Explainer | When Omicron and Delta collide: all you need to know about Hong Kong’s fifth Covid-19 wave. And is there light at end of tunnel?
- Four clusters threaten to overwhelm city’s pandemic strategy, with residents returning to living under strict social-distancing measures
- Current fifth wave has raised new concerns, such as animal-to-human transmission and the actual effectiveness of masks
Hong Kong’s Covid-19 situation took a worrying turn after Christmas celebrations last month, when the Omicron variant slipped into the community and sparked the city’s fifth wave of infections.
Weeks later, the Delta coronavirus variant also surfaced locally, with infections thought to be spread by hamsters imported from the Netherlands.
The Post explores how Hong Kong is currently weathering the pandemic.
1. What are the major clusters?
Moon Palace cluster: A quarantine-exempt aircrew member returning from the United States flouted home isolation rules by dining with a family member in a restaurant called Moon Palace and visiting a friend in Tuen Mun in late December. A total of 16 Omicron cases involving diners at the Kowloon Tong eatery and residents in Tuen Mun were later detected.
Dance cluster: A group that has grown to 53 confirmed cases originated from a 28-year-old flight attendant returning from the US. She carried the Omicron variant and infected her socially active mother, who danced in Victoria Park and visited a few restaurants.
Silka Seaview Hotel cluster: The biggest cluster so far. A resident returning from Pakistan was thought to be infected by another guest at the quarantine hotel in Yau Ma Tei. Her infection was only detected days after she completed her 21-day hotel stay. The Omicron variant eventually spread to her family members and close contacts, affecting people in schools, various locations in Sham Shui Po, and a Kwai Chung public housing estate, where close to 280 cases have been uncovered as of Tuesday. The escalating situation at the estate forced a lockdown of three blocks, and testing orders for others.
Pet shop cluster: Officials also uncovered possible animal-to-human transmission involving the Delta variant among a batch of hamsters imported from the Netherlands in mid-January. The cluster has now grown to 16 infections, including staff and customers at the chain’s various sister shops, as well as their close contacts.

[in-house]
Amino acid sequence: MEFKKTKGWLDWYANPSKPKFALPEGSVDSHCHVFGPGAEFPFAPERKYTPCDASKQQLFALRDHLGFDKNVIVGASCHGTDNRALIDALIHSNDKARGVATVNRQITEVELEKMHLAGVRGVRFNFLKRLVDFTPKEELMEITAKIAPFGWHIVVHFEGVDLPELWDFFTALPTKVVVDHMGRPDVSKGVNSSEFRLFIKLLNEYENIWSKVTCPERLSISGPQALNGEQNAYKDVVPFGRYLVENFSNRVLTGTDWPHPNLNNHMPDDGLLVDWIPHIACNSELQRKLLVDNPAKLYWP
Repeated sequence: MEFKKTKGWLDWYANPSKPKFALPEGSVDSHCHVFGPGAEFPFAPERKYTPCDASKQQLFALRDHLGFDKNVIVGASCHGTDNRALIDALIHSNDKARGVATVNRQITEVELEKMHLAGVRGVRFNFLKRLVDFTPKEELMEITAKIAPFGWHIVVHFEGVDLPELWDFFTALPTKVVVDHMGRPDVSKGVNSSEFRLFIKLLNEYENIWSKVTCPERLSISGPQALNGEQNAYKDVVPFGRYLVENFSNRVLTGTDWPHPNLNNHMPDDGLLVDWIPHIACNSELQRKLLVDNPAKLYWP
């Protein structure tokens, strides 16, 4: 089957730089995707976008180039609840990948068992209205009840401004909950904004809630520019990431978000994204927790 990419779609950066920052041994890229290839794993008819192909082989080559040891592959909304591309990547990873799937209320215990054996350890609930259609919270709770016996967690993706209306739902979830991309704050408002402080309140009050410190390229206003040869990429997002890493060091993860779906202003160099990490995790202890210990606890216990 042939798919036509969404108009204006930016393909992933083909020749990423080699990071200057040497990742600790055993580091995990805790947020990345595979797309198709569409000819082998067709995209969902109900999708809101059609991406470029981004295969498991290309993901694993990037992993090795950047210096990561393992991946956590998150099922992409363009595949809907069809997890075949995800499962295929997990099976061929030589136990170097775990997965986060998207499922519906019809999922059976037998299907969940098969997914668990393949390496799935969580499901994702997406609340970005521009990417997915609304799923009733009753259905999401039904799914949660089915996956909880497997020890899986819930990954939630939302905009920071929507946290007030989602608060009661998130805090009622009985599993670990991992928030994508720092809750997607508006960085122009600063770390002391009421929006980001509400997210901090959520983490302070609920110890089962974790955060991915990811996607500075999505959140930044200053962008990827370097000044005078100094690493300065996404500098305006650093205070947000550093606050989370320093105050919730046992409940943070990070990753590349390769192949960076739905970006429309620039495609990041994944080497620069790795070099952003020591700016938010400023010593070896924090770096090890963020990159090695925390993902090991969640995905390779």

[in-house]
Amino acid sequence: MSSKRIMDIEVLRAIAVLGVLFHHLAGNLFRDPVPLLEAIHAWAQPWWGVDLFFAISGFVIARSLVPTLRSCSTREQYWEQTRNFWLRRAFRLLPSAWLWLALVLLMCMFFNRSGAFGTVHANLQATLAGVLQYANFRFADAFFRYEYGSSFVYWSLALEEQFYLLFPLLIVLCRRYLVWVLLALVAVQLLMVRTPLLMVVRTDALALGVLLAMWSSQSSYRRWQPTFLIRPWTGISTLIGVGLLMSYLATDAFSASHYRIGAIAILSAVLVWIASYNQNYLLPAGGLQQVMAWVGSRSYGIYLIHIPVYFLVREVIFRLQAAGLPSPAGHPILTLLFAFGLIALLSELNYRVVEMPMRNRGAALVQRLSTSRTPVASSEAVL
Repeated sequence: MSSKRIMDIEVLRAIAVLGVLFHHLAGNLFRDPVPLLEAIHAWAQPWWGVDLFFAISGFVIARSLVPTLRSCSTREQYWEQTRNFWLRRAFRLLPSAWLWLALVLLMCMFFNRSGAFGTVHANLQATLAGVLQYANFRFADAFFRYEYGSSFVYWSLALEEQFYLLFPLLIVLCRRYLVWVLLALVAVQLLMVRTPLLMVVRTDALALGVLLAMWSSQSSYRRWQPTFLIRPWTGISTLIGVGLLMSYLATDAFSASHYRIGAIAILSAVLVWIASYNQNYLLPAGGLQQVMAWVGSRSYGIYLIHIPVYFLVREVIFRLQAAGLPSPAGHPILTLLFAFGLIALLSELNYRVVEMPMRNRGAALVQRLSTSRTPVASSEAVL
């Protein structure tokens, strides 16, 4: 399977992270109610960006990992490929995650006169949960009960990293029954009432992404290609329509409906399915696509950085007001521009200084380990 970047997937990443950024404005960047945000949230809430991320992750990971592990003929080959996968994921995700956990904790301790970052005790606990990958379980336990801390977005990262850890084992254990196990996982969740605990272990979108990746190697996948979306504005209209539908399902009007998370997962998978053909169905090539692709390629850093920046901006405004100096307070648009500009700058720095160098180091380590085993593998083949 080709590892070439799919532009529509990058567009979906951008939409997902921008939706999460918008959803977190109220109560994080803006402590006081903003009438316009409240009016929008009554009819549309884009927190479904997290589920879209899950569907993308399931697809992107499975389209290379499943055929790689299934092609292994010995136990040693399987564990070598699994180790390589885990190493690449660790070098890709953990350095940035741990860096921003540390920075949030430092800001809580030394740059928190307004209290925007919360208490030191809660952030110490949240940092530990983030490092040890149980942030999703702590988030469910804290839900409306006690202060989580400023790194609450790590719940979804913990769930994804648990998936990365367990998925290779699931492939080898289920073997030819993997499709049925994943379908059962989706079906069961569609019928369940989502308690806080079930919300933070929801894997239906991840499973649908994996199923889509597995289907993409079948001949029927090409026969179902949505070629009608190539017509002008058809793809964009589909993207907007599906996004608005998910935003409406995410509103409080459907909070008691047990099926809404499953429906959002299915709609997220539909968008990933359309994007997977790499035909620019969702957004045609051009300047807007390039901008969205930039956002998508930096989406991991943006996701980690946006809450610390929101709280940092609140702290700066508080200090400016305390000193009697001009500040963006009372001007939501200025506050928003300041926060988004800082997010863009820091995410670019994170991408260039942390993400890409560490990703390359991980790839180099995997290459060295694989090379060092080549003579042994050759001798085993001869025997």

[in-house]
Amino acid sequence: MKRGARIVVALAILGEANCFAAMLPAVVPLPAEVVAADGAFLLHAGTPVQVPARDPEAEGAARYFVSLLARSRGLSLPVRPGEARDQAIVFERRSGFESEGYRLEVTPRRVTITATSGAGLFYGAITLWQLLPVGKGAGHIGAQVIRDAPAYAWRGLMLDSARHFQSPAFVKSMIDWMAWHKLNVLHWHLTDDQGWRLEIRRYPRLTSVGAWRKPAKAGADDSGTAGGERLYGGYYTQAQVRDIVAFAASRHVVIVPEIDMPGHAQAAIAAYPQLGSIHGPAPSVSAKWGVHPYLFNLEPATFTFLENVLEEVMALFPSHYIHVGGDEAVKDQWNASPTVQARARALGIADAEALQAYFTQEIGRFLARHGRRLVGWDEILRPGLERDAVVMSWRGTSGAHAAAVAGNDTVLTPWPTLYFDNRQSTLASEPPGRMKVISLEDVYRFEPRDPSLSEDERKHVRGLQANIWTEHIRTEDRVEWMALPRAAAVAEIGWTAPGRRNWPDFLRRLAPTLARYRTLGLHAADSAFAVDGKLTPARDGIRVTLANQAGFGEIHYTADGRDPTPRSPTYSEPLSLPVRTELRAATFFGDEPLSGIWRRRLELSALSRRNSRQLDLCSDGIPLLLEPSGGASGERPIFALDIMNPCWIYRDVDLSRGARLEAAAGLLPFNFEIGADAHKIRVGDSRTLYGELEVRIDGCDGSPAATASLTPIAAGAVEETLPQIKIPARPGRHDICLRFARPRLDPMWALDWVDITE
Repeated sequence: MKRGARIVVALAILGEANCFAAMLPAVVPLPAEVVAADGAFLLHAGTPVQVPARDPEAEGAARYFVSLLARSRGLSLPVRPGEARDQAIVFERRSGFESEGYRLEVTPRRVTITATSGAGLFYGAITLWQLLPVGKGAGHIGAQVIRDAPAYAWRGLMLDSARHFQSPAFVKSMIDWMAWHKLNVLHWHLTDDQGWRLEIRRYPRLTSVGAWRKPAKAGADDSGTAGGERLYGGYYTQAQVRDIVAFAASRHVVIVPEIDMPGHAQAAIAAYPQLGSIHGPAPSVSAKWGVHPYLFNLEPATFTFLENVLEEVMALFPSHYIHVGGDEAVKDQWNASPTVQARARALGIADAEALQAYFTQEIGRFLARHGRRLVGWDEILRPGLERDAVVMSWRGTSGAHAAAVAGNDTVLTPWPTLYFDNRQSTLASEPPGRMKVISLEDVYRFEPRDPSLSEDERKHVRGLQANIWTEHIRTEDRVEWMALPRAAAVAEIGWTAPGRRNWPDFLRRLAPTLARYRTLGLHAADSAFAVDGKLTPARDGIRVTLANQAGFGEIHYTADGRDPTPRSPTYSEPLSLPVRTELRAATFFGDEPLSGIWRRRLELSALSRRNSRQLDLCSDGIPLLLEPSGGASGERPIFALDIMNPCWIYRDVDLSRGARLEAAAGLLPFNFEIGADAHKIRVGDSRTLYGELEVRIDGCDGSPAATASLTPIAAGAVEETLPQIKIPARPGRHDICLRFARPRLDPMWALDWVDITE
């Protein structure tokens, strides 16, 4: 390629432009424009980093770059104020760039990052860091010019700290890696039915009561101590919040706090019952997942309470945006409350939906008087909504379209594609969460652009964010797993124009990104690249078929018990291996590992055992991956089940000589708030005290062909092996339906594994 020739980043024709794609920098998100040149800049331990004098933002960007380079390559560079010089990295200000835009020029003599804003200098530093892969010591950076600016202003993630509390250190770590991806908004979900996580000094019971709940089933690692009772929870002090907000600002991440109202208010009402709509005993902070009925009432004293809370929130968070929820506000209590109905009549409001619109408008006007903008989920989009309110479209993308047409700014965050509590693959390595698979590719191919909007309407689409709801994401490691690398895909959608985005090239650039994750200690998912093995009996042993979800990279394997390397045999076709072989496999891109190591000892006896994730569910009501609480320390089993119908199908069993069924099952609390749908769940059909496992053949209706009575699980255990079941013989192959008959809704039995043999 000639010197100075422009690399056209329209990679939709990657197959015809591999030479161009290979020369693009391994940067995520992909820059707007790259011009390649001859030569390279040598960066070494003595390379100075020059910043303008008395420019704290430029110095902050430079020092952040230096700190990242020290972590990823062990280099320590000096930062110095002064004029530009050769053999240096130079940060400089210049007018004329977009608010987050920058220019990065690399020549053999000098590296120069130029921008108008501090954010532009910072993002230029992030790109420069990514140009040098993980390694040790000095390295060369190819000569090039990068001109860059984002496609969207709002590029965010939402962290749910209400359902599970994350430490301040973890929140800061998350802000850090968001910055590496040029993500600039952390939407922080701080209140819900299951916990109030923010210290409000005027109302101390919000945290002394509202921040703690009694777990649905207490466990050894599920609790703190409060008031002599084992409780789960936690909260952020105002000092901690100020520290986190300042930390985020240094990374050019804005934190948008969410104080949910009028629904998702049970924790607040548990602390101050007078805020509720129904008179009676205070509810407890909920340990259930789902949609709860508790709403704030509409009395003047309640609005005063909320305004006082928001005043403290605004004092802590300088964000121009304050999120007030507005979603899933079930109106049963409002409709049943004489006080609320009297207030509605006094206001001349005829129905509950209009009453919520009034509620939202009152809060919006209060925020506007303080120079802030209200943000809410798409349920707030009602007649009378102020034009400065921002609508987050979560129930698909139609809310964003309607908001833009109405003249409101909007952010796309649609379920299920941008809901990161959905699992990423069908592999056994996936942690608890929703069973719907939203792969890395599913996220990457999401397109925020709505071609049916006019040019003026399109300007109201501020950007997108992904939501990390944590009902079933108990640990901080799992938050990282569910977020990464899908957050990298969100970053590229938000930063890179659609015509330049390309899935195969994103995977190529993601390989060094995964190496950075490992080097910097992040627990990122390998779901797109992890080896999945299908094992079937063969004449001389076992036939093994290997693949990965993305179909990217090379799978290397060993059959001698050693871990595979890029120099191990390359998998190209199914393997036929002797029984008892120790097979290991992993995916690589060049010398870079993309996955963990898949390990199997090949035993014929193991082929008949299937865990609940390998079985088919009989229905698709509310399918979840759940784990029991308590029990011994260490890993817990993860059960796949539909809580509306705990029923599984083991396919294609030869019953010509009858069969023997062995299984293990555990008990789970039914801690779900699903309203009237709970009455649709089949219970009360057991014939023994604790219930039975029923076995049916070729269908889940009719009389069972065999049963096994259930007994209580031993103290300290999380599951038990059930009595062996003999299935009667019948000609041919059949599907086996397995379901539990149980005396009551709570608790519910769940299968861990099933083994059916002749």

2. What’s there to note about the fifth wave?
Kwai Chung Estate, at the centre of a superspreading event, is a large housing complex. Thousands of residents living in three out of the 16 buildings have been locked down for five to seven days, while infections have been found in nine other blocks. The number of cases has surged exponentially from nine to more than 270 in merely six days.
The city is also battling two variants at the same time – Delta and Omicron. The incubation period for Delta is longer, complicating pandemic control strategies. The much more transmissible Omicron variant also sparked concerns over the effectiveness of masking. Experts have found short-range airborne transmission on several occasions, including cross-infection in a hotel and within an examination setting in a school, where students and teachers had put on masks properly.
3. How can we be sure of animal-to-human transmission in Hong Kong?
The latest genome analyses found significant similarities between samples taken from hamsters and the shopkeeper, suggesting such transmission pathways.
Yet, the woman’s virus sample had a difference of four genetic mutations from the strain found in two other patients – a customer and her husband. Officials said this showed the shopkeeper might not have directly transmitted the virus to the customer, who could have been exposed to the animals in the pet shop or caught the infection from her hamster at home.
Authorities also found positive samples in the shop’s warehouse in Tai Po, but the shopkeeper had never visited the premises.
An expert leading the genome analysis of Covid-19 cases added that hamster-to-human transmission of the virus was theoretically possible, as a similar spread had occurred between people and mink in Denmark.
4. Is Hong Kong back to tough social-distancing measures?
Vaccine bubble arrangements banning entry to government venues for those who are not inoculated will also be extended to cover more places, such as restaurants and schools.
5. So is masking effective at all?
Health experts believe masks still offer a measure of protection, but recommend an added layer of shielding with cloth masks, face plates or even glasses.
Vaccination is still considered the best way to avoid serious complications from infection.
6. Should Hong Kong opt for ‘living with the virus’?
Hong Kong has prioritised the reopening of the border with mainland China, and therefore aligns itself with Beijing’s “dynamic zero-infection” approach, meaning an outbreak should be contained as early as possible.
Leading government health advisers have said the city can only live with the virus when vaccination rates across all age groups hit a high mark, such as 90 per cent. Other epidemiologists have argued that the current approach is not sustainable, though they agree the low inoculation rate for the elderly is worrying.